Tomorrow may never come. It is important to make sure we are living our life today.
Since what my wife kindly refers to as “the incident” I have continued to spend time being reflective of my life and the impact which I have had in this world. I have experienced much gratitude secondary to some of the amazing teachers which I have had in my life. Some have been outspoken and others have been quiet, so much so one might not recognize their presence in this world
I became a social worker hoping I could be part of the process of change for the better for those individuals who have sought my council. Money, while important to some aspects of life, has never been a primary motivator. For this I am also grateful. I enjoy giving away as Jim Weigand once told me “pearls of wisdom without being the anchor around someone’s neck.” I feel I have achieved this goal and hope I have been as successful in this endeavor with my wife and children as I have with the clients with whom I have worked. God only knows on more than one occasion I had to ensure my value system was in correct alignment to allow this to happen. There have been jobs which I have held, one for less than one year because on more than one occasion I have felt my value system so badly out of alignment it had begun to negatively impact my mental and physical health. Jim used to remind me of how easily the needle of a compass can swing away from one’s “true north,”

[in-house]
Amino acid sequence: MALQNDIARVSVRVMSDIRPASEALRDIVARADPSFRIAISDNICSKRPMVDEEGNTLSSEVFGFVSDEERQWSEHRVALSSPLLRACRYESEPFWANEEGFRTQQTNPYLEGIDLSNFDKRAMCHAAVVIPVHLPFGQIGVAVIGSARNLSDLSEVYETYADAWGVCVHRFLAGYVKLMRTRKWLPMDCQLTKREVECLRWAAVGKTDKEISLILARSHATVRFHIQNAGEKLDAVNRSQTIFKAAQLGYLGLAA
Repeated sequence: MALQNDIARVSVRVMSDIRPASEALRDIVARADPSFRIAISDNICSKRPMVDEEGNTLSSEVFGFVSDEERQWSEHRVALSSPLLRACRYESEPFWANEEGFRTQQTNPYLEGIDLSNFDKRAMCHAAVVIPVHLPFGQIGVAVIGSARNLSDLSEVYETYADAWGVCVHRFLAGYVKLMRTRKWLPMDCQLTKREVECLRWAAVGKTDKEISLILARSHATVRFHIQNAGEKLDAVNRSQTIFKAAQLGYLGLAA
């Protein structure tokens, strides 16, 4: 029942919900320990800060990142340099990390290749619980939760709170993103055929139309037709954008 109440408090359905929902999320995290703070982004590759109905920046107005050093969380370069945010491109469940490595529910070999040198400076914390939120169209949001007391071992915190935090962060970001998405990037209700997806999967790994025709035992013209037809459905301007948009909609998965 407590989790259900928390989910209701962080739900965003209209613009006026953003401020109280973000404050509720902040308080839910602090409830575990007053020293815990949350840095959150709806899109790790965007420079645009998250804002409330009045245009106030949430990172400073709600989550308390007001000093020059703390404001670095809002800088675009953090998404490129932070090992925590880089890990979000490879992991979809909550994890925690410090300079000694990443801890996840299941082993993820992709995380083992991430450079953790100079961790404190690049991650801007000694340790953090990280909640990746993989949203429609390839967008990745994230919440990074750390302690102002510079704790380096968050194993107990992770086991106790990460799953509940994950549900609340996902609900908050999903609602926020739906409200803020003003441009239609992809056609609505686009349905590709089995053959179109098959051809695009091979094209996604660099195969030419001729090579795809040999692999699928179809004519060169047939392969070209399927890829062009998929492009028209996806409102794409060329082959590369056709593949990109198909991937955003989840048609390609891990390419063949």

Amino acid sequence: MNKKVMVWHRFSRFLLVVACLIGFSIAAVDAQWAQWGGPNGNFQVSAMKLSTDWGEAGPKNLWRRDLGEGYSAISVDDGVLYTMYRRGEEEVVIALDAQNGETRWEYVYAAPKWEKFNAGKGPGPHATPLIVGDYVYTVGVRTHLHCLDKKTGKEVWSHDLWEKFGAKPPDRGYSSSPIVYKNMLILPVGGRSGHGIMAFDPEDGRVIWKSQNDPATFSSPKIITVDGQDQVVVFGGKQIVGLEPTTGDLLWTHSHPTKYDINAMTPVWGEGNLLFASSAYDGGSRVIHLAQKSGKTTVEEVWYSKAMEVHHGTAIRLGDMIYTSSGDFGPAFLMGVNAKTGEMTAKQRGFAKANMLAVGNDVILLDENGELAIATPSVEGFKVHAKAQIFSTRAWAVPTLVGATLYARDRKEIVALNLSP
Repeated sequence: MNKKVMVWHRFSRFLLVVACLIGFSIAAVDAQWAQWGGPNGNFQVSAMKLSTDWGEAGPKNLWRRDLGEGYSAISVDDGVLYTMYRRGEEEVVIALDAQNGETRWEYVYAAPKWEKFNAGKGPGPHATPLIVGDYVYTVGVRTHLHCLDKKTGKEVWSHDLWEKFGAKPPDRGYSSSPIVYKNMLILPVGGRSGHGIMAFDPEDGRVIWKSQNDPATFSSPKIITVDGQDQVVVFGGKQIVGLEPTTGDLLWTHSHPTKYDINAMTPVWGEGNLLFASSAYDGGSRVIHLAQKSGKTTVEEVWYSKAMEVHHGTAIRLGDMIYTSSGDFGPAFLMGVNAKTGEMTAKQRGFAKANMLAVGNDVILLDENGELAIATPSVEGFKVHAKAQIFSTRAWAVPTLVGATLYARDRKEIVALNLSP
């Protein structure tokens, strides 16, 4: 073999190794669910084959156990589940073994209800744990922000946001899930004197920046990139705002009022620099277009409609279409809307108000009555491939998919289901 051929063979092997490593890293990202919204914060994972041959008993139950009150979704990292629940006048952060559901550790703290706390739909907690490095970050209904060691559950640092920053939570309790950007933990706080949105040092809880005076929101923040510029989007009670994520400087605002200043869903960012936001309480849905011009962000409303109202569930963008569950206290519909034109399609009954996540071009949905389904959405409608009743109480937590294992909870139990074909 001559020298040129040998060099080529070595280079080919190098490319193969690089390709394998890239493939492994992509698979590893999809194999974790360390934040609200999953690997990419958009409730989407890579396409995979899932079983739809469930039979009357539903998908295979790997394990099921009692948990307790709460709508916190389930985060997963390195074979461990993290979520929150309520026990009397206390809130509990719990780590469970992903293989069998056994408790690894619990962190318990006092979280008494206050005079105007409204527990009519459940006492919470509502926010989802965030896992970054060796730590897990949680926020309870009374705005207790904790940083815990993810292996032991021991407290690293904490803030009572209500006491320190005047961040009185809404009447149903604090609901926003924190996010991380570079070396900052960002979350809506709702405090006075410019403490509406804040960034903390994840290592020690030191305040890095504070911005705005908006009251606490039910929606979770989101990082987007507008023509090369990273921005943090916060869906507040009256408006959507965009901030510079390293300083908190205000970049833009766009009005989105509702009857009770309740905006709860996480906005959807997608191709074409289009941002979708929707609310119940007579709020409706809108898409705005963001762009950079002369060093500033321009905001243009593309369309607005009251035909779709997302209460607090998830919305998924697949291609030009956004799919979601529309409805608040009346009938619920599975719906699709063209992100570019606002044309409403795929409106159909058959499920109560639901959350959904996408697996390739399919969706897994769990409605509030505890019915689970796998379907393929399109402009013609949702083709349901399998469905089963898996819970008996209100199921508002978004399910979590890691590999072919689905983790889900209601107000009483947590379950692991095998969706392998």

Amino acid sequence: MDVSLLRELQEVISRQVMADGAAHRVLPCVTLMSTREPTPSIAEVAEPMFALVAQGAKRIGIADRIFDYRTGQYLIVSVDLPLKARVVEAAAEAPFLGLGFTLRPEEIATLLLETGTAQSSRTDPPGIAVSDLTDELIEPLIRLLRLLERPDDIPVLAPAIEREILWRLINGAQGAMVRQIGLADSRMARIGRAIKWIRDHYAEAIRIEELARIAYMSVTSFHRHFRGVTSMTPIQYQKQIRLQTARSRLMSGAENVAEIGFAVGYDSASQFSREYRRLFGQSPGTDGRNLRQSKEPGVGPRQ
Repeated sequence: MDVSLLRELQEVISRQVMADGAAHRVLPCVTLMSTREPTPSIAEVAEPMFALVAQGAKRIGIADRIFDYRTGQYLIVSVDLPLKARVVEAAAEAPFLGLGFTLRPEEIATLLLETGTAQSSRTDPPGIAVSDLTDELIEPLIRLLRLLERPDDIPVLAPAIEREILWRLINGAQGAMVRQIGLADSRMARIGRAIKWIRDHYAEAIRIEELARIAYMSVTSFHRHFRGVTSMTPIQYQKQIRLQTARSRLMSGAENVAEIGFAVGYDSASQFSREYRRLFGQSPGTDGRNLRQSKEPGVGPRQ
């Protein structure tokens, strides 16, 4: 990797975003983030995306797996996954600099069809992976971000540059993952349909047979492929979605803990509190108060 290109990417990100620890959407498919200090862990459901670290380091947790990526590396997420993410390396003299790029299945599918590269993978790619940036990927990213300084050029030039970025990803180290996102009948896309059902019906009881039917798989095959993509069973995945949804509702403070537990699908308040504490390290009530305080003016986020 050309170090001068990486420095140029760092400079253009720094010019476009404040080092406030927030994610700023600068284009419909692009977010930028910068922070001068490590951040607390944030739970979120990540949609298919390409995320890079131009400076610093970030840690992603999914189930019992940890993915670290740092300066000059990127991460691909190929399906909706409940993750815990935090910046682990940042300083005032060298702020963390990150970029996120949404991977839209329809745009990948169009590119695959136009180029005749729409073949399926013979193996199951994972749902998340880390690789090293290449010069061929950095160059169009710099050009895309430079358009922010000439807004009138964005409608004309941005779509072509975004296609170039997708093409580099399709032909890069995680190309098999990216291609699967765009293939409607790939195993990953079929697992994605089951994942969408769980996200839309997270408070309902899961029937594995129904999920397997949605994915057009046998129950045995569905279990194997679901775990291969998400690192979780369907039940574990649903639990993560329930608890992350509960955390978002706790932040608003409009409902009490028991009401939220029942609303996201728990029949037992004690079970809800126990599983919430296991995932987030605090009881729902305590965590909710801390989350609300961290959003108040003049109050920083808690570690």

As more time and space is conjured between “the incident” and this current day, I continue to have others in my life who have continued to reach out with questions about my health and continued wishes for good health. Some of these people who while separated by great distances have ensured the survival of even the most basic of relationships. One of them, Jim who I had the luxury of spending many days for several years kayaking on Lake Champlain. Jim and I had the privilege of engaging in outdoor therapy with kids who had the misfortune of growing up in households where their parents struggled to keep their familial moral compass oriented toward a true North. Despite the several years and many miles since Jim and I spoke face-to-face, I recently received a text message from Jim. Jim shared he had also “been reflecting a lot about people who have meant a lot to me.” He completed the thought by adding “You made the list.” I paused and my eyes filled with tears. It is the times and statements such as these which cause me to stop, think and remind myself that I am a kind individual who does his best to ensure the needs of others are met. This is easy for me to forget.
Placing the needs of others before mine will ensure that my life remains out of balance and my true north is always out of reach.